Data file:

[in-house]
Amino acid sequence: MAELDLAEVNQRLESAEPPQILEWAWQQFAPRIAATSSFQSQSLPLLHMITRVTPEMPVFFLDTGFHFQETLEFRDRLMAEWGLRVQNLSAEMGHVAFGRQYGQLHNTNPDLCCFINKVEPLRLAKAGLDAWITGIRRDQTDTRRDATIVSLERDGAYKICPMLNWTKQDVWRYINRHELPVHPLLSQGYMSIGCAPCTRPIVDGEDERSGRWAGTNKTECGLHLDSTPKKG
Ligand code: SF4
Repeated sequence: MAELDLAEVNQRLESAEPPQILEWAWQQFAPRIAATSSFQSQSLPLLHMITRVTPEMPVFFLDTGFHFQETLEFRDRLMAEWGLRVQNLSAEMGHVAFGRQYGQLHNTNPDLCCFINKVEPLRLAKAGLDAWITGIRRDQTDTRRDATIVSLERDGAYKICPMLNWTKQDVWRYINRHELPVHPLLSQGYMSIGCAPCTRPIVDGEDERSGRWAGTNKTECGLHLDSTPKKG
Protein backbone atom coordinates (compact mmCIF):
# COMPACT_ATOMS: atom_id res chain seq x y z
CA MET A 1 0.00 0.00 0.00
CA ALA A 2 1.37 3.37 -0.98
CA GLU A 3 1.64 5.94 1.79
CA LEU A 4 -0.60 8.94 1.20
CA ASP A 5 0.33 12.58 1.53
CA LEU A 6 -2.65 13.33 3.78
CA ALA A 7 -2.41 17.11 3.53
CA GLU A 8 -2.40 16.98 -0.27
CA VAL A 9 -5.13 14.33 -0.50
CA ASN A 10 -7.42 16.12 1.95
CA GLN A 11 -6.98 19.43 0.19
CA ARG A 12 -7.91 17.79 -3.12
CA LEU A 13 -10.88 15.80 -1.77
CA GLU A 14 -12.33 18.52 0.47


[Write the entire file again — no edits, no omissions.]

[in-house]
Amino acid sequence: MAELDLAEVNQRLESAEPPQILEWAWQQFAPRIAATSSFQSQSLPLLHMITRVTPEMPVFFLDTGFHFQETLEFRDRLMAEWGLRVQNLSAEMGHVAFGRQYGQLHNTNPDLCCFINKVEPLRLAKAGLDAWITGIRRDQTDTRRDATIVSLERDGAYKICPMLNWTKQDVWRYINRHELPVHPLLSQGYMSIGCAPCTRPIVDGEDERSGRWAGTNKTECGLHLDSTPKKG
Ligand code: SF4
Repeated sequence: MAELDLAEVNQRLESAEPPQILEWAWQQFAPRIAATSSFQSQSLPLLHMITRVTPEMPVFFLDTGFHFQETLEFRDRLMAEWGLRVQNLSAEMGHVAFGRQYGQLHNTNPDLCCFINKVEPLRLAKAGLDAWITGIRRDQTDTRRDATIVSLERDGAYKICPMLNWTKQDVWRYINRHELPVHPLLSQGYMSIGCAPCTRPIVDGEDERSGRWAGTNKTECGLHLDSTPKKG
Protein backbone atom coordinates (compact mmCIF):
# COMPACT_ATOMS: atom_id res chain seq x y z
CA MET A 1 0.00 0.00 0.00
CA ALA A 2 1.37 3.37 -0.98
CA GLU A 3 1.64 5.94 1.79
CA LEU A 4 -0.60 8.94 1.20
CA ASP A 5 0.33 12.58 1.53
CA LEU A 6 -2.65 13.33 3.78
CA ALA A 7 -2.41 17.11 3.53
CA GLU A 8 -2.40 16.98 -0.27
CA VAL A 9 -5.13 14.33 -0.50
CA ASN A 10 -7.42 16.12 1.95
CA GLN A 11 -6.98 19.43 0.19
CA ARG A 12 -7.91 17.79 -3.12
CA LEU A 13 -10.88 15.80 -1.77
CA GLU A 14 -12.33 18.52 0.47